California’s “T21” Law Reduced Daily Smoking Among Young Adults
The legal age for purchasing tobacco products in California was increased from 18 to 21 years (i.e., a “T21” law was implemented) in June of 2016. According to a study conducted by a team of researchers at UC Davis Health and published in the July 2021 issue of Preventive Medicine, implementation of the law decreased daily smoking among young adults aged 18-20 years.
Co-author Susan Stewart, Ph.D. and professor in the UC Davis Department of Public Health Sciences explained to UC Davis Health that “the prevalence of ‘daily’ smoking among 18-20-year-olds went from 2.2% in 2016 to nearly zero in 2019.” First author Melanie Dove, Sc.D., M.P.H. and an assistant adjunct professor in the Department of Public Health Sciences, added that it’s particularly important to reduce the number of young people who begin smoking because their brains are still developing and are “especially susceptible to nicotine and addiction.” Dr. Dove is a graduate of the Quality, Safety and Comparative Effectiveness Research Training in Primary Care (QSCERT-PC) program, a post-doctoral fellowship program at the UC Davis Center for Healthcare Policy and Research (CHPR), and received QSCERT-PC support while conducting the study.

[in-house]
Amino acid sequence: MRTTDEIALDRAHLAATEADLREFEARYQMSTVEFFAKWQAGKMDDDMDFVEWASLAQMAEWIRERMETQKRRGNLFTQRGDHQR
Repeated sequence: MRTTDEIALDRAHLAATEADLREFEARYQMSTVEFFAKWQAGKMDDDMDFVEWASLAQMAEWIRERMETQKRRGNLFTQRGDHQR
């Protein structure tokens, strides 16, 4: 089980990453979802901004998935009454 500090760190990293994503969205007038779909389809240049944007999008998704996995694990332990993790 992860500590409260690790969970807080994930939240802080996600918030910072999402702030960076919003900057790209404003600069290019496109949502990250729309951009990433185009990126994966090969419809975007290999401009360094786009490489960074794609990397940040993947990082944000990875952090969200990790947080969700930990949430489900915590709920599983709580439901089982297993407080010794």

Study co-author Elisa Tong, M.D., associate professor in the UC Davis Department of Internal Medicine and a core faculty member with CHPR, is already looking ahead to future studies. Dr. Tong directs tobacco cessation initiatives at the UC Davis Comprehensive Cancer Center. She believes additional research should be conducted to “examine the role[s that] e-cigarette use, policy enforcement as well as online sales” play in getting young people hooked on tobacco. She anticipates a need for putting new policies in place “…in order to protect our youth in California from the deadly diseases that often result from addiction to tobacco products.”